Update 05/29/07: Oops... Didn't realize that the link in here had died. It's fixed now, though.

Monday, May 14, 2007

Chief Stephen Osita Osadebe (1936-2007)

I was just in the middle of composing an entry on highlife when I was informed that Chief Stephen Osita Osadebe had died.

If you've not heard of him, he's pretty much been one of the cornerstones of Igbo highlife of the past fortysome years. A party is not a party until his evergreen classic "Osondi Owendi" has been played a couple of times.

Rest in peace.

Sunday, May 13, 2007

Here's to lost tapes found!

One of the abiding tragedies of Nigerian popular music is the fact that there's so little audiovisual documentation of its development. It kinda hurts my heart when I watch, say, the extensive collection of vintage Congolese music performances on Innosita TV because they remind me so much of similar performances I used to watch of Nigerian music stars of the 1970s and early 80s (back when artists used to make videos for every track on their albums!). Not to mention the numerous TV variety shows like The Bar Beach Show with Art Alade, The Tee-Mac Show, Sir Victor Uwaifo's Expo! and The Bala Miller Show.

Today, I don't know if anybody knows for sure where any of that footage is, thanks laregly to the Nigerian Television Authority's shoddy job of protecting their archives. You see, during the lean days of the late 80s and early 90s, it became fairly standard procedure to dub over old tapes. What are you gonna do? Stuff like that happens from time to time, but it's the indiscriminate nature of it that beggars belief. From what I've heard, corner-cutting producers were sneaking into the tape libraries and snatching not just music videos, but even master copies of important television shows like The Village Headmaster and The Adio Family to tape their shows over. Huge chunks of historically significant popular culture disappear with the push of a "record" button (or rather, the simultaneous pushing of the "record" and "play" buttons for my old school heads).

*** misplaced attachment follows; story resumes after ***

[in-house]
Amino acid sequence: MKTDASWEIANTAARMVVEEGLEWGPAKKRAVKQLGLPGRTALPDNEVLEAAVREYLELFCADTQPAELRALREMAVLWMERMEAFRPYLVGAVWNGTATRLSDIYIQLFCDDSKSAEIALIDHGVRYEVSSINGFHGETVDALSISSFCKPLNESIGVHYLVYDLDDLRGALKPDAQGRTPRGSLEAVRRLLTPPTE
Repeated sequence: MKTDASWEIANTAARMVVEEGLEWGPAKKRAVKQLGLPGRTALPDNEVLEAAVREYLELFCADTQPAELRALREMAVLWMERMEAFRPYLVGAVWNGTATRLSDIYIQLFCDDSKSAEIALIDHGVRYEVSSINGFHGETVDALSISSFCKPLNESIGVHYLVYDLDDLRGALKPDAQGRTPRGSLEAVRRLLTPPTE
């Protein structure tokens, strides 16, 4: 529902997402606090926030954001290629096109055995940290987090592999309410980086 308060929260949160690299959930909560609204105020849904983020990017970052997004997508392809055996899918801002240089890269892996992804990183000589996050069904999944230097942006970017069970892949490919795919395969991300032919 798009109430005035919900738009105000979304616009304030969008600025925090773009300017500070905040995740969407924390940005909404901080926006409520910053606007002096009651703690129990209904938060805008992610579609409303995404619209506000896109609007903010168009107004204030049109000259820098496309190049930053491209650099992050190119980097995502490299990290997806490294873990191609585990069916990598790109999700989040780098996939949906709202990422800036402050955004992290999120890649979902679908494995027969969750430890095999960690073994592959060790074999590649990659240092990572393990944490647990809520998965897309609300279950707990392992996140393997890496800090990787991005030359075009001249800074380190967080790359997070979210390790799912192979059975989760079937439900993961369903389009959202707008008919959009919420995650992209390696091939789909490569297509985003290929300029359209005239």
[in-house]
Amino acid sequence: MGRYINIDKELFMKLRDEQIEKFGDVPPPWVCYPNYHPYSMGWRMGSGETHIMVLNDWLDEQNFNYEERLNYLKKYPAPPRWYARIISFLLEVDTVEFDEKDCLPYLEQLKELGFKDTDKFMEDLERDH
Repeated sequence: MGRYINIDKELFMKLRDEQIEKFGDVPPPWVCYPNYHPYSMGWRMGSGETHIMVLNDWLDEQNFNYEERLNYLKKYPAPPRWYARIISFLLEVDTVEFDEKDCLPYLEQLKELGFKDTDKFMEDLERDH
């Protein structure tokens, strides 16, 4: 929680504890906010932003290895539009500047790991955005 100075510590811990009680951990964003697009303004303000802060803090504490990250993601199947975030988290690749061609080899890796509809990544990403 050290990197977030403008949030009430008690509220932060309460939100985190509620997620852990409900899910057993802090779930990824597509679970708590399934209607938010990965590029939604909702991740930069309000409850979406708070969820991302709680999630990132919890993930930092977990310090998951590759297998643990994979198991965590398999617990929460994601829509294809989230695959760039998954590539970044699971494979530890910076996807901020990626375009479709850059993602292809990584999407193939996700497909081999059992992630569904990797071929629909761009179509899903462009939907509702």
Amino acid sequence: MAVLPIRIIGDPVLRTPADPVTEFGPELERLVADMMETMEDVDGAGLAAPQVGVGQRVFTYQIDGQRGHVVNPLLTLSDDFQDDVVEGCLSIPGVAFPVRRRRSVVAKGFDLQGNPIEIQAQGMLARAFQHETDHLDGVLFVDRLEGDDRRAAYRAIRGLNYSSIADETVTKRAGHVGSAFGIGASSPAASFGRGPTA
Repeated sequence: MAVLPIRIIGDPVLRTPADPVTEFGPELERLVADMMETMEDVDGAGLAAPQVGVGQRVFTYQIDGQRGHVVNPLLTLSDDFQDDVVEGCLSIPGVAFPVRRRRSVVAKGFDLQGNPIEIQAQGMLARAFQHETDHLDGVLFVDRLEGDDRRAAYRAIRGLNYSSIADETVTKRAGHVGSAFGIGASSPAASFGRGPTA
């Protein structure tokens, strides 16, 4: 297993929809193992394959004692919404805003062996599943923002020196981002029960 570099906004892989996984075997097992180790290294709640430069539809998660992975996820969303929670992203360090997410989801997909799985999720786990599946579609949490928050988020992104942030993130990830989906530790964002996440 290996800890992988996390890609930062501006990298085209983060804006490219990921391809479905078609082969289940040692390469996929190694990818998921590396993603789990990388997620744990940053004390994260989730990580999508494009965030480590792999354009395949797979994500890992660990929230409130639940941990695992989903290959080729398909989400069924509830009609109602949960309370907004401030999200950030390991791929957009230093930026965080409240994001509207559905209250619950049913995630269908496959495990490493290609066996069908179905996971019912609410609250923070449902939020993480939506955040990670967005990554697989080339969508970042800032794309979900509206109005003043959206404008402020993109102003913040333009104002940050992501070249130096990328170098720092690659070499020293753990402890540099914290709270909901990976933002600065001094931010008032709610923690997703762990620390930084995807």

Still, I remain hopeful that at least some of that footage has survived somewhere out there. Lately iNollywood.com has been streaming classic NTA shows like The New Masquerade and Second Chance, and even vintage TV commercials. I have no clue how they acquired this content--and believe me, I have asked--but if they've got it, maybe someone else has some other stuff too, like some heretofore lost performances by the likes of Bobby Benson, The Sunshine Sisters, and Sir Patrick Idahosa & His African Sound Makers.

Fela has fared a lot better than most Nigerian musicians in this regard because his colorful reputation has made him a subject of fascination for filmmakers across the globe. Even then, there's only so much existing performance footage of the man, and a lot of that can be attributed his abrasive personality as well: I can't remember the name of the European filmmaker who traveled to Lagos to shoot a Fela documentary and had to go home with his dreams crushed after the Chief Priest demanded an exorbitant sum for the rights to film him; former NTA producer Chris Obi-Rapu has revealed that plans were in motion for Fela to get his own TV show in the 1970s but network got scared and pulled the plug; and then there was Fela's self-produced hagiopic, The Black President, whose master print was destroyed when soldiers burned down his house in 1977.

This makes it all the more a joy to behold previously unseen footage, especially when its from the less-documented early periods of Fela's career. I'm talking, of course, about the DVD Ginger Baker in Africa.